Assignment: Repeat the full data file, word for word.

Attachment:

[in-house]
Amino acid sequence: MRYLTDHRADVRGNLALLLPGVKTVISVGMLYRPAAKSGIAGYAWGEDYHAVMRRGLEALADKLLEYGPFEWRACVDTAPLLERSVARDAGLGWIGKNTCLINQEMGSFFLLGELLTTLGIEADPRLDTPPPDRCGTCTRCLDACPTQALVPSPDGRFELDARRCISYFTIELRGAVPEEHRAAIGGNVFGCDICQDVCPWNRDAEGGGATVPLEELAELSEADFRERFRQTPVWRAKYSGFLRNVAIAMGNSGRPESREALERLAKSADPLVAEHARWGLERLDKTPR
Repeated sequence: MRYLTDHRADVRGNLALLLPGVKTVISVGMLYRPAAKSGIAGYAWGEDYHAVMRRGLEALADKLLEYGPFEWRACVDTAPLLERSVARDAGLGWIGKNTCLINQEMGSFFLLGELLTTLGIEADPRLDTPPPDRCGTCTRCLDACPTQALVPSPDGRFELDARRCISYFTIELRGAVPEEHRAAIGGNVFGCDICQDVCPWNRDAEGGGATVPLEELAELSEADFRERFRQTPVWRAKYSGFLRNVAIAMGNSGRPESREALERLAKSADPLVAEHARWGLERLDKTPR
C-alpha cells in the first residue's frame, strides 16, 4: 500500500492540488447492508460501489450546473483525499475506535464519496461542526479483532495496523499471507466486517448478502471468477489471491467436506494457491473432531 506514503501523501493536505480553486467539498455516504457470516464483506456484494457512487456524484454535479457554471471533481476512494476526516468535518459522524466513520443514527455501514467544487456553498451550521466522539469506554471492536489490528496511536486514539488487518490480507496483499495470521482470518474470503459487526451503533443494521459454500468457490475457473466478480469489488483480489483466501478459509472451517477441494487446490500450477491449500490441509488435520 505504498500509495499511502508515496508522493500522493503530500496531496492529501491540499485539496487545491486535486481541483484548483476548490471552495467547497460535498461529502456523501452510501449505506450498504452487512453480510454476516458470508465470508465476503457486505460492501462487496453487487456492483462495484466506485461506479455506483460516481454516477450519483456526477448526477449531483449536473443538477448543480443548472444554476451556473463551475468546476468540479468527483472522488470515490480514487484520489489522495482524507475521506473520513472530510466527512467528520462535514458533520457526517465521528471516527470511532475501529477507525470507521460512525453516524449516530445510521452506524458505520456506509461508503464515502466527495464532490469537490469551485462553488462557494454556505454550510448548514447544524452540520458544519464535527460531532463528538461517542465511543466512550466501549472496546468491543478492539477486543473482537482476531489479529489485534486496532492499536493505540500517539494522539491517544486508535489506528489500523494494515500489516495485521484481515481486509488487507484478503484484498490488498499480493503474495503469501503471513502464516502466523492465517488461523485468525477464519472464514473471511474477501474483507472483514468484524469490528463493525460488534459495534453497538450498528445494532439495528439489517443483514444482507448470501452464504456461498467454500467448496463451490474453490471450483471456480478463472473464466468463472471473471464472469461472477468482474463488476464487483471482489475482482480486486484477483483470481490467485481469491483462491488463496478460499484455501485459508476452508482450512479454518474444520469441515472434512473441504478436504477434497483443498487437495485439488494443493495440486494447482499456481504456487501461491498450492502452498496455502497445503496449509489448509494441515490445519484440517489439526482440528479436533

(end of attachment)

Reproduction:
[in-house]
Amino acid sequence: MRYLTDHRADVRGNLALLLPGVKTVISVGMLYRPAAKSGIAGYAWGEDYHAVMRRGLEALADKLLEYGPFEWRACVDTAPLLERSVARDAGLGWIGKNTCLINQEMGSFFLLGELLTTLGIEADPRLDTPPPDRCGTCTRCLDACPTQALVPSPDGRFELDARRCISYFTIELRGAVPEEHRAAIGGNVFGCDICQDVCPWNRDAEGGGATVPLEELAELSEADFRERFRQTPVWRAKYSGFLRNVAIAMGNSGRPESREALERLAKSADPLVAEHARWGLERLDKTPR
Repeated sequence: MRYLTDHRADVRGNLALLLPGVKTVISVGMLYRPAAKSGIAGYAWGEDYHAVMRRGLEALADKLLEYGPFEWRACVDTAPLLERSVARDAGLGWIGKNTCLINQEMGSFFLLGELLTTLGIEADPRLDTPPPDRCGTCTRCLDACPTQALVPSPDGRFELDARRCISYFTIELRGAVPEEHRAAIGGNVFGCDICQDVCPWNRDAEGGGATVPLEELAELSEADFRERFRQTPVWRAKYSGFLRNVAIAMGNSGRPESREALERLAKSADPLVAEHARWGLERLDKTPR
C-alpha cells in the first residue's frame, strides 16, 4: 500500500492540488447492508460501489450546473483525499475506535464519496461542526479483532495496523499471507466486517448478502471468477489471491467436506494457491473432531 506514503501523501493536505480553486467539498455516504457470516464483506456484494457512487456524484454535479457554471471533481476512494476526516468535518459522524466513520443514527455501514467544487456553498451550521466522539469506554471492536489490528496511536486514539488487518490480507496483499495470521482470518474470503459487526451503533443494521459454500468457490475457473466478480469489488483480489483466501478459509472451517477441494487446490500450477491449500490441509488435520 505504498500509495499511502508515496508522493500522493503530500496531496492529501491540499485539496487545491486535486481541483484548483476548490471552495467547497460535498461529502456523501452510501449505506450498504452487512453480510454476516458470508465470508465476503457486505460492501462487496453487487456492483462495484466506485461506479455506483460516481454516477450519483456526477448526477449531483449536473443538477448543480443548472444554476451556473463551475468546476468540479468527483472522488470515490480514487484520489489522495482524507475521506473520513472530510466527512467528520462535514458533520457526517465521528471516527470511532475501529477507525470507521460512525453516524449516530445510521452506524458505520456506509461508503464515502466527495464532490469537490469551485462553488462557494454556505454550510448548514447544524452540520458544519464535527460531532463528538461517542465511543466512550466501549472496546468491543478492539477486543473482537482476531489479529489485534486496532492499536493505540500517539494522539491517544486508535489506528489500523494494515500489516495485521484481515481486509488487507484478503484484498490488498499480493503474495503469501503471513502464516502466523492465517488461523485468525477464519472464514473471511474477501474483507472483514468484524469490528463493525460488534459495534453497538450498528445494532439495528439489517443483514444482507448470501452464504456461498467454500467448496463451490474453490471450483471456480478463472473464466468463472471473471464472469461472477468482474463488476464487483471482489475482482480486486484477483483470481490467485481469491483462491488463496478460499484455501485459508476452508482450512479454518474444520469441515472434512473441504478436504477434497483443498487437495485439488494443493495440486494447482499456481504456487501461491498450492502452498496455502497445503496449509489448509494441515490445519484440517489439526482440528479436533